Toward In Vivo Gene Transcript Targeting MRI in Addiction Research and Therapy | OMICS International
ISSN: 2155-6105
Journal of Addiction Research & Therapy

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Toward In Vivo Gene Transcript Targeting MRI in Addiction Research and Therapy

Philip K. Liu*

Associate Professor of Radiology, Massachusetts General Hospital and Harvard Medical School, Boston MA

*Corresponding Author:
Philip K. Liu
Associate Professor of Radiology
Massachusetts General Hospital and Harvard Medical School
Boston MA
E-mail: [email protected]

Received August 28, 2012; Accepted August 29, 2012; Published August 31, 2012

Citation: Liu PK (2012) Toward In Vivo Gene Transcript Targeting MRI in Addiction Research and Therapy. J Addict Res Ther S3:e001. doi:10.4172/2155-6105.S3-e001

Copyright: © 2012 Liu PK. This is an open-access article distributed under the terms of the Creative Commons Attribution License, which permits unrestricted use, distribution, and reproduction in any medium, provided the original author and source are credited.

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The Challenge, Innovation, and Impact

Advances in molecular biology, genetics and live imaging, allow direct comparison between invertebrates (nematodes, fruit flies) or vertebrates (zebra fish) and human development and neurological disorders. Genetic altered reporter genes has gained some momentum for neural cell tracking, however, not all cell types in the body share similar transfection capability for reporter genes. There remains a gap between our understanding of the gene mechanism that underlines the evolution of diseases or disorders. Fluorescent gene probes have also made advances in our ability to see connectivity and functional aspects of the central nervous systems in higher species; these modalities may yet to achieve direct imaging on molecular basis of living brains because current imaging modality suffers insufficient depth of penetrance.

Recent technological developments in magnetic resonance (MR) hardware and contrast agents have enabled high resolution of the soft brain tissue in living subjects at the anatomical, functional and molecular levels. MRI is a relatively safe technology that has excellent depth of penetration [1-4]. Nanoparticle-enhanced MR imaging (MRI) is highly sensitive and it can track neural progenitor cells in vivo after stem cell therapy in preclinical and perhaps clinical disease models. MRI measures the relaxation time of proton spins in tissue water when a magnetic field (B0) is applied; the presence of a contrast agent in the tissue alters the longitudinal (T1) and transverse (T2) relaxation times, or rate of relaxivity (R1 or R2, respectively), and the resulting MR image shows the difference of these parameters. Shimming prior to data acquisition in a 9.4 Tesla MR system can temporarily reduce the potential contribution of noise from static B0 in homogeneity.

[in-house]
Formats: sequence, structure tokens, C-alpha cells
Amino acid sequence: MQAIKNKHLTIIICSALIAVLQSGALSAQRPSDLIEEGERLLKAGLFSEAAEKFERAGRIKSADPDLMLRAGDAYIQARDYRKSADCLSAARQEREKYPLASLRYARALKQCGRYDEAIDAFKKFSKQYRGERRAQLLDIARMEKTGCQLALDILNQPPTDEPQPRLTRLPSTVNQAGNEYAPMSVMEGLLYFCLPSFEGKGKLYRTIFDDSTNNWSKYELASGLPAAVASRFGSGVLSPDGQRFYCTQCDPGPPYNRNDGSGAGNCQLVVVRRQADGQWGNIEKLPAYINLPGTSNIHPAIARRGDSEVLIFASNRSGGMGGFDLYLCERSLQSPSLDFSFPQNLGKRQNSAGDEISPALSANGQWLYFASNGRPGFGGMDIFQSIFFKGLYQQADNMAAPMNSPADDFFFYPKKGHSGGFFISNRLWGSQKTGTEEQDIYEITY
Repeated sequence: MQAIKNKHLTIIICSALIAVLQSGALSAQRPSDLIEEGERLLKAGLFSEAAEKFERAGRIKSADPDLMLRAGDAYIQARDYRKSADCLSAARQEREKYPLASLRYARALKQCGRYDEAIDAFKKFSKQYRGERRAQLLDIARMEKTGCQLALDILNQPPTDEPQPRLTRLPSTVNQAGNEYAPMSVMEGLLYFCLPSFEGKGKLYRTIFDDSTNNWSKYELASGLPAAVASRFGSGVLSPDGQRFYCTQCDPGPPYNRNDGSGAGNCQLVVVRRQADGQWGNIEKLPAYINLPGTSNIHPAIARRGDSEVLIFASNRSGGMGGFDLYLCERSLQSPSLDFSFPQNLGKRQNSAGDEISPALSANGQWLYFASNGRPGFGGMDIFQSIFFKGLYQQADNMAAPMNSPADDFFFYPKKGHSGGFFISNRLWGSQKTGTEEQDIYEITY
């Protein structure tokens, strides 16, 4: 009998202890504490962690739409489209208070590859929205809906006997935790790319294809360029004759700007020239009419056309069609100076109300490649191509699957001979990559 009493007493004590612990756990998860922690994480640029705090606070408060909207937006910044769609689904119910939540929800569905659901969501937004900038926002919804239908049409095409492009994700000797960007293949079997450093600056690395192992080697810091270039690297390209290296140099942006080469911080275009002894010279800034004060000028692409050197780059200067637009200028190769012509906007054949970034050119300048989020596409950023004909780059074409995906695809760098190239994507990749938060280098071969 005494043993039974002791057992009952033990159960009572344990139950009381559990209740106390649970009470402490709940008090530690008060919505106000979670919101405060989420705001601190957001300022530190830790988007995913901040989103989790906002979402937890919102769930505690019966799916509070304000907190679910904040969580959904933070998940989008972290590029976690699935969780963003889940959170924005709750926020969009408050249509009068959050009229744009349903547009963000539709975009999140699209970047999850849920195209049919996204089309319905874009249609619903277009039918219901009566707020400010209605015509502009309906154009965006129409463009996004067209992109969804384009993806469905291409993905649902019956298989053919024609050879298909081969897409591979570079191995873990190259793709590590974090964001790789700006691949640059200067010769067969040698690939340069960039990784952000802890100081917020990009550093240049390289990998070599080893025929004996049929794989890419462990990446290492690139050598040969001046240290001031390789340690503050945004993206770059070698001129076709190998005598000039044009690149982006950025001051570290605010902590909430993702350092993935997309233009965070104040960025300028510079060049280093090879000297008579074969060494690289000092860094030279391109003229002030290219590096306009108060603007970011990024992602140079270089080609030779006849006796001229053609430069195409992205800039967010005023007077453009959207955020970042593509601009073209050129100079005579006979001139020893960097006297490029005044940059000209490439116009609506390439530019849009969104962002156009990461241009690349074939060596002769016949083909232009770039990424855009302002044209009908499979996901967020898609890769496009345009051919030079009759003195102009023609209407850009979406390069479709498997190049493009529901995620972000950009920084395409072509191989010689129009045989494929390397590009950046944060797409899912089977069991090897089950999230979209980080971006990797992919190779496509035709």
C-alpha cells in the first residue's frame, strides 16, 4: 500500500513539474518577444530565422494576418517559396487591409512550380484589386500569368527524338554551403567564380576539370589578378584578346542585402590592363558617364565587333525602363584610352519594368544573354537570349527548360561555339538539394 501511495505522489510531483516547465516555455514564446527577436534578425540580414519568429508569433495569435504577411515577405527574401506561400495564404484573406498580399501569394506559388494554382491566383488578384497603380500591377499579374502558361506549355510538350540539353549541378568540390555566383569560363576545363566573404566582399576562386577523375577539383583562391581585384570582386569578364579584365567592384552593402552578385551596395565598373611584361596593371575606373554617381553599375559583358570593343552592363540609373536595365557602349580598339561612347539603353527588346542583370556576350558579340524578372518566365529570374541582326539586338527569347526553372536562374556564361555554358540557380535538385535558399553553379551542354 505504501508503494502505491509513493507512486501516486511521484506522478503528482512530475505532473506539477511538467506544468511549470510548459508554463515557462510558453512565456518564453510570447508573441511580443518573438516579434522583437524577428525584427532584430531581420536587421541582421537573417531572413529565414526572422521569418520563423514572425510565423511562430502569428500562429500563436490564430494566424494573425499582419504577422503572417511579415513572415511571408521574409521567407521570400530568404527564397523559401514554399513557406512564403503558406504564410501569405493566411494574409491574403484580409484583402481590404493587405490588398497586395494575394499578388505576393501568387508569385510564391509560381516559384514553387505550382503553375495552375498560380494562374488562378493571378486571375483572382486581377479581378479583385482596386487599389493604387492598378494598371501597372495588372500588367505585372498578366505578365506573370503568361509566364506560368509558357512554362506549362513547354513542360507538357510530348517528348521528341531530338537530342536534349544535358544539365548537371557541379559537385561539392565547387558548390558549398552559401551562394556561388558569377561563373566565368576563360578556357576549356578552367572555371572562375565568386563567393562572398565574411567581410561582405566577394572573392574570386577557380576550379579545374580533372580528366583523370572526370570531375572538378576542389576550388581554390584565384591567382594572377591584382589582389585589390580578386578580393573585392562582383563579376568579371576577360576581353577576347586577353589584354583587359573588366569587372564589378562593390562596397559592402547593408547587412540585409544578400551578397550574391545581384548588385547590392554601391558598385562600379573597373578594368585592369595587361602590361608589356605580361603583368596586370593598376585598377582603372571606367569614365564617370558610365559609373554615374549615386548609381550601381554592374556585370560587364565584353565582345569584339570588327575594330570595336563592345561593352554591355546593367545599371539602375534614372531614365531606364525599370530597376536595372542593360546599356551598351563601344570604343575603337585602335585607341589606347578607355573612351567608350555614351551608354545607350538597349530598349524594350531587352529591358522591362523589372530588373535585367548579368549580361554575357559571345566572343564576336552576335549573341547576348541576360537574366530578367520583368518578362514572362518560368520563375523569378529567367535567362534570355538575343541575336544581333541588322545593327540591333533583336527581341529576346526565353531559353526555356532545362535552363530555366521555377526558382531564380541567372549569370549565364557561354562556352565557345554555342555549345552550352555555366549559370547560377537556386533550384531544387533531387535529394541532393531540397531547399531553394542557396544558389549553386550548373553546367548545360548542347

Contrast agent-assisted MRI is considered to be most sensitive with some specificity [5-7]. However, recent method to label neural cells with non-targeting iron oxide as a contrast agent for longitudinal detection by non-invasive MRI has not generated reliable and consistent results due to contrast dilution as a result of cell division [4]. The challenges are to develop neural cell imaging methods with potential applications in humans with improved senstitivy and specificity.